The Martin high carbon steel spur gear with 20-degree pressure angle (PA) and a diametral pitch (DP) of 12 transmits torque between parallel shafts to provide rotational power to another part of a motorized system. It has a 20-degree pressure angle for lower contact ratio between gears, resulting in higher load capacity than smaller pressure angles, and a 12-diametral pitch for applications requiring a balance between transferring torque and controlling changes in speed and direction of rotation with precision. This spur gear, which can mesh only with spur gears that have the same pressure angle and diametral pitch, is made of high carbon steel for tensile strength and hardness. This Martin spur gear is suitable for use in a variety of commercial and industrial applications, such as construction equipment, aeronautics, conveyors, and manufacturing equipment, among others.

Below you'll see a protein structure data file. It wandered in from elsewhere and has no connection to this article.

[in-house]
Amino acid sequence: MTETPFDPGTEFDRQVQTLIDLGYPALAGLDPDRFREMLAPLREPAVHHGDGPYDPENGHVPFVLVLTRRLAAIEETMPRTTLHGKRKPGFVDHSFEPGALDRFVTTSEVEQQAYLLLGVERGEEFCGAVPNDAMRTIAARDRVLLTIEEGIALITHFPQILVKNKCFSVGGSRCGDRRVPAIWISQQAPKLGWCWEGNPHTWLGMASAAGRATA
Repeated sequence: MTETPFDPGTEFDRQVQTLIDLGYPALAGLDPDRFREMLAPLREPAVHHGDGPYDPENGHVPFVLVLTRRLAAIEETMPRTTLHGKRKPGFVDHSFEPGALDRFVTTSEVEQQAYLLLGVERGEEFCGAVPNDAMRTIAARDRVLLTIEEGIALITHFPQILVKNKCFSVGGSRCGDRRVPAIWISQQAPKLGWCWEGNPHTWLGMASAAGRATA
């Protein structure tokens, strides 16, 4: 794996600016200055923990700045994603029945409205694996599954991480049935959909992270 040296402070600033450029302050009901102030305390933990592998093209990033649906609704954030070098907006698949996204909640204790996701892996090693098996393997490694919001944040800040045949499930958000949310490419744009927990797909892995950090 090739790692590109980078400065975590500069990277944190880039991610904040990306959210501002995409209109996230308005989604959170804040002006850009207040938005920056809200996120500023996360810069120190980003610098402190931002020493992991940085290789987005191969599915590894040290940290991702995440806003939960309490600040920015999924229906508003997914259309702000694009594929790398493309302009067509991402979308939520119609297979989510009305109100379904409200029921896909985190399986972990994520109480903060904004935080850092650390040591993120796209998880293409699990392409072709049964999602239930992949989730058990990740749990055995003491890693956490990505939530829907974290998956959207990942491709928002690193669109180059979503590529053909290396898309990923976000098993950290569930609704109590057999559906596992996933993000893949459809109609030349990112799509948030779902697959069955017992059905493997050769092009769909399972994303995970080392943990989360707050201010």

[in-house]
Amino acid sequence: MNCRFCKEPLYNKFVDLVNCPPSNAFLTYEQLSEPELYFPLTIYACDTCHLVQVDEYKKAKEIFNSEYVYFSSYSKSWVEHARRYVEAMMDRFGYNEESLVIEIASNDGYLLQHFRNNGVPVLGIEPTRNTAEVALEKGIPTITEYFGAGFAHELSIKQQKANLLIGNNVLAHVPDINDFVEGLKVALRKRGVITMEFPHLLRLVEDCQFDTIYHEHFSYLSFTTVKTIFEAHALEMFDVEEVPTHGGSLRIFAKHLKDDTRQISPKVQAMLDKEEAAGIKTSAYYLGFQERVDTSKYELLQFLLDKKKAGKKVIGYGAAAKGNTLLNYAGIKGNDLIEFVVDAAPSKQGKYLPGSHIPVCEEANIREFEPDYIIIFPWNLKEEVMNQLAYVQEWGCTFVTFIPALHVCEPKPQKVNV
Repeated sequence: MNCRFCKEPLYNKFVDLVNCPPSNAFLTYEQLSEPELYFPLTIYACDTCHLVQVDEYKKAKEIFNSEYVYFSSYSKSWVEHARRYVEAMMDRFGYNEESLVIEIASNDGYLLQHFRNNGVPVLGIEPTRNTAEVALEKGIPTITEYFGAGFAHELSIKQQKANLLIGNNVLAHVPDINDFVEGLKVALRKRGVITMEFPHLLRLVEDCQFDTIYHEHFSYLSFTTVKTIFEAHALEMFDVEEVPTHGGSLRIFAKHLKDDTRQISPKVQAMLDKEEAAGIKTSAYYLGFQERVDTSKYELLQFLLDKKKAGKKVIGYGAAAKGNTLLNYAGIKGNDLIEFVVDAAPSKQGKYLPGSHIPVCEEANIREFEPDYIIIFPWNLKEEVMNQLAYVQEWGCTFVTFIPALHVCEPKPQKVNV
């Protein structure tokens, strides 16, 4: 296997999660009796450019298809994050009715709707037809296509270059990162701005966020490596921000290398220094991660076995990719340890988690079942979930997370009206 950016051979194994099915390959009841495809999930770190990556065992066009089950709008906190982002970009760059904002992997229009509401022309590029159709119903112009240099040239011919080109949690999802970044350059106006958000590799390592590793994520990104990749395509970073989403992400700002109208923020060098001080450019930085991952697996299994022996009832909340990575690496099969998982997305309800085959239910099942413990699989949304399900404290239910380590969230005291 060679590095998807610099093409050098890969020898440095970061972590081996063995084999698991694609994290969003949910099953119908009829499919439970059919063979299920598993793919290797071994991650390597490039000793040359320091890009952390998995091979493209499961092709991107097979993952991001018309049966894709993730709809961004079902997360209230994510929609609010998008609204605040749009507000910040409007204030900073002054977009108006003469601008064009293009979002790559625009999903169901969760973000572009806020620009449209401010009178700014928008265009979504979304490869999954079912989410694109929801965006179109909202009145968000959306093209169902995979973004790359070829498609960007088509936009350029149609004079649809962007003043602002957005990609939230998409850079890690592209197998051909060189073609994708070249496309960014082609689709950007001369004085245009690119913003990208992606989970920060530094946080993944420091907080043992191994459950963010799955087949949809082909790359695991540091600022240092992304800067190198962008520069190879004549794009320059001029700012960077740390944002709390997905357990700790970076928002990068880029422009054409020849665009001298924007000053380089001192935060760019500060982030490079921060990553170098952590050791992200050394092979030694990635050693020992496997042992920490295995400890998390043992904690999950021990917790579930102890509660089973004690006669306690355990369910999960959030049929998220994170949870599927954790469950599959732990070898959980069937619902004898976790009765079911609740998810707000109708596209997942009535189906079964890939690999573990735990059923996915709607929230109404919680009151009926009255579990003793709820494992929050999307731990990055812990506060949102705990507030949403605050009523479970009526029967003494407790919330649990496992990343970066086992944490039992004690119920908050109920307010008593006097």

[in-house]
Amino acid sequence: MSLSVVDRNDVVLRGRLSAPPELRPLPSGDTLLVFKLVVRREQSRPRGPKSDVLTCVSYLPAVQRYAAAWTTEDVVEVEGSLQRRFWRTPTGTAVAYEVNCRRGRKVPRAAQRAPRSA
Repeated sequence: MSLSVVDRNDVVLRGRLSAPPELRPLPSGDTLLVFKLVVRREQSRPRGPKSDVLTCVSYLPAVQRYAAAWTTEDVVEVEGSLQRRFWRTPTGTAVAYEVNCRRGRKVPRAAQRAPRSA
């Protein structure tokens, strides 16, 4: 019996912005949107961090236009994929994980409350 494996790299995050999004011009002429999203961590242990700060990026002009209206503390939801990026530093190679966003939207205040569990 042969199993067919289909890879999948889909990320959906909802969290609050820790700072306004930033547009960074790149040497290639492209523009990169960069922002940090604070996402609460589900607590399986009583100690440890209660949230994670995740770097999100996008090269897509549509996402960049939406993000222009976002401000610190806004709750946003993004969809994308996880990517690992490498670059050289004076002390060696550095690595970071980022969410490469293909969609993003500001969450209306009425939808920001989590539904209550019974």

Spur gears, the most common gear type, have a circular or cylindrical shape with teeth bordering the outer perimeter and are used for transmitting rotational torque and motion between parallel rotating shafts. A spur gear's pressure angle (PA), diametral pitch (also called DP or pitch), and its material are important factors to consider when purchasing. Gears come in several types for use in different power transmission configurations and for different applications, including bevel and miter gears (for rotating shafts perpendicular to each other), change gears (to increase or decrease torque and speed), helical gears (for high rates of rotational speed), internal gears (where one gear is nested inside the other), rack and pinion gears (for turning rotational motion into linear motion), and worm gears (for perpendicular shafts in tight spaces and quiet operation). Gears are suitable for use in the agriculture, automotive, construction, mining, and packaging industries, and can be found in a variety of machines, including bicycles, automobiles, and elevators, among others.
Martin Sprocket & Gear manufactures power transmission and conveying products. The company was founded in 1951 and is headquartered in Arlington, TX. Martin provides tools that meet American National Standards Institute (ANSI), National Aerospace Standard (NAS), and Deutsches Institut für Normung (DIN) standards.